Fruit quality: Flavor is nice muscat. It can be used to make sweet or dry wines, but our hot nights don't bring out the best in this grape, so I'd keep looking for a source of grapes for a southern- grown muscat wine.
Fruit appearance: Green (aka white) berries.
Diseases: Generally disease-susceptible, but I managed to get a few crops.
Hardiness: Incompletely hardy. Some winter dieback.
Bottom line: Not recommended because it suffers too much from the pest and disease pressure in the South.
References other than my own experience:
AppellationAmerica.com


Niagara
Breeder(s): C. L. Hoag and B. W. Clark of Lockport, Niagara County, New York.
History: 'Niagara' is the quintessential white American grape in the long reign of the red, white, and blue triumvirate of 'Catawba', 'Niagara' and 'Concord', respectively. 'Niagara' even tastes quite a bit like 'Concord', which is not surprising since it resulted from a 'Concord' X 'Cassady' cross. If your grandparents had a white bunch grape in the South, it was probably a 'Niagara'. For more history of this grape, see the entry in The Grapes of New York. It was released in 1882.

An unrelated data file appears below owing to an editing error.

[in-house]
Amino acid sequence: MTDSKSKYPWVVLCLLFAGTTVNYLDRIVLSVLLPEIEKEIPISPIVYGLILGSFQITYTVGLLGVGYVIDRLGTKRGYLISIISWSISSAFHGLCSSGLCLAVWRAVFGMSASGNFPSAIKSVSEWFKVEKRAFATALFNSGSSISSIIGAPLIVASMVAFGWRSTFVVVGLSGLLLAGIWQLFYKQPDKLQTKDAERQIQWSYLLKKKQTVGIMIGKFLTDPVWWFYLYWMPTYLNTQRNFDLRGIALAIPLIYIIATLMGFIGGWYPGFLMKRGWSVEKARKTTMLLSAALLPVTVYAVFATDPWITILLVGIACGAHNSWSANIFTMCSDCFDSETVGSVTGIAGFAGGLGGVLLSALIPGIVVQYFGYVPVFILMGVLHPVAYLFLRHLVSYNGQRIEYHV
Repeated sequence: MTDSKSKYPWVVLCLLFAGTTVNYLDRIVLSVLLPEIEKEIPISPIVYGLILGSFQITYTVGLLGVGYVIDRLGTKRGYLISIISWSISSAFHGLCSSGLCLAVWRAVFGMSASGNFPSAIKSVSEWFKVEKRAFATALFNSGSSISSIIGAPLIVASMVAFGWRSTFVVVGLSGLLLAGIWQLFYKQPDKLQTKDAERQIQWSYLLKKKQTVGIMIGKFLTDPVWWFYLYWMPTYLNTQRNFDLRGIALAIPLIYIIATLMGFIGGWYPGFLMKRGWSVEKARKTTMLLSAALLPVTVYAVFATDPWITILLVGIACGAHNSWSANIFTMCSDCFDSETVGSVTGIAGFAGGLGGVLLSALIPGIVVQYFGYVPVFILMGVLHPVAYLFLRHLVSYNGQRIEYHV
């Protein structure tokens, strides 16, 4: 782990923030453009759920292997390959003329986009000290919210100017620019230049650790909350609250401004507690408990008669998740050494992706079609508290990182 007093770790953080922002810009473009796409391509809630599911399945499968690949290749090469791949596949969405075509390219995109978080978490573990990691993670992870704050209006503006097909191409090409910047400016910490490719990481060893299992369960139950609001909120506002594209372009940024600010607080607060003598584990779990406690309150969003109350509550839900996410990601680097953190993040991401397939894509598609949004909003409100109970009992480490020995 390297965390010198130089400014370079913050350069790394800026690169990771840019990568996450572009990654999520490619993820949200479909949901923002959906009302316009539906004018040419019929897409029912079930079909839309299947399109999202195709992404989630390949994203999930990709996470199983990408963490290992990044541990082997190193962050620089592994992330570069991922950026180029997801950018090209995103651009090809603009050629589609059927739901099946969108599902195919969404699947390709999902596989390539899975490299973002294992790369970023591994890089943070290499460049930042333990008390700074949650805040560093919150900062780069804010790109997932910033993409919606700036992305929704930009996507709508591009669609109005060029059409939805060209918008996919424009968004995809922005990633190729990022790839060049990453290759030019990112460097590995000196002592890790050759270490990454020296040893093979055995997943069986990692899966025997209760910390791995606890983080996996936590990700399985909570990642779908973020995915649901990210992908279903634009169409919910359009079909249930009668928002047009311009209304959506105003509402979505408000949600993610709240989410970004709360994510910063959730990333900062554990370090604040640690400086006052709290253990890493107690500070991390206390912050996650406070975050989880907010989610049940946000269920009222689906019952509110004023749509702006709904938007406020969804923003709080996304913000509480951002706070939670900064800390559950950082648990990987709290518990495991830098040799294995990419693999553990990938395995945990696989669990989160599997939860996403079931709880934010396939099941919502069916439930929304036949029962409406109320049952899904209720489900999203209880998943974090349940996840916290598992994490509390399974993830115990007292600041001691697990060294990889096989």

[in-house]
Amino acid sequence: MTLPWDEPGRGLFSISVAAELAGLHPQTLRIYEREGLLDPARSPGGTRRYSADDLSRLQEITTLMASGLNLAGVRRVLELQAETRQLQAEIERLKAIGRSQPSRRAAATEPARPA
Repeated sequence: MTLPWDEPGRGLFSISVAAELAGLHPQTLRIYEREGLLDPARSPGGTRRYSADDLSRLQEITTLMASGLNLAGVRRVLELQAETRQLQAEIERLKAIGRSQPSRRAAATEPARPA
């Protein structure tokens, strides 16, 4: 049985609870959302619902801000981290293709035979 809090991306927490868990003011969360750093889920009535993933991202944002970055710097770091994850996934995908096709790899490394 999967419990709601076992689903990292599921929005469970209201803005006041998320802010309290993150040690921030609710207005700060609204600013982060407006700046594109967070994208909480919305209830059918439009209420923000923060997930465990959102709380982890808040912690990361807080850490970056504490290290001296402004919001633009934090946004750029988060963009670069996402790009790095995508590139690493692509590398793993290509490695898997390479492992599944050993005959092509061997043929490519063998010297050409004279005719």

Species composition: Probably pure V. labrusca
Orchards grown in: Coal Mountain, Georgia.
Notes:
Fruit quality: Flavor is very much like 'Concord'.
Fruit appearance: Green (aka white) berries.
Diseases: Generally disease-resistant, but not as much as some more recent introductions.
Hardiness: Hardy. No winter dieback.
Bottom line: Not recommended because there are now grapes with the labrusca flavor that are better-tasting and more disease-resistant.
References other than my own experience: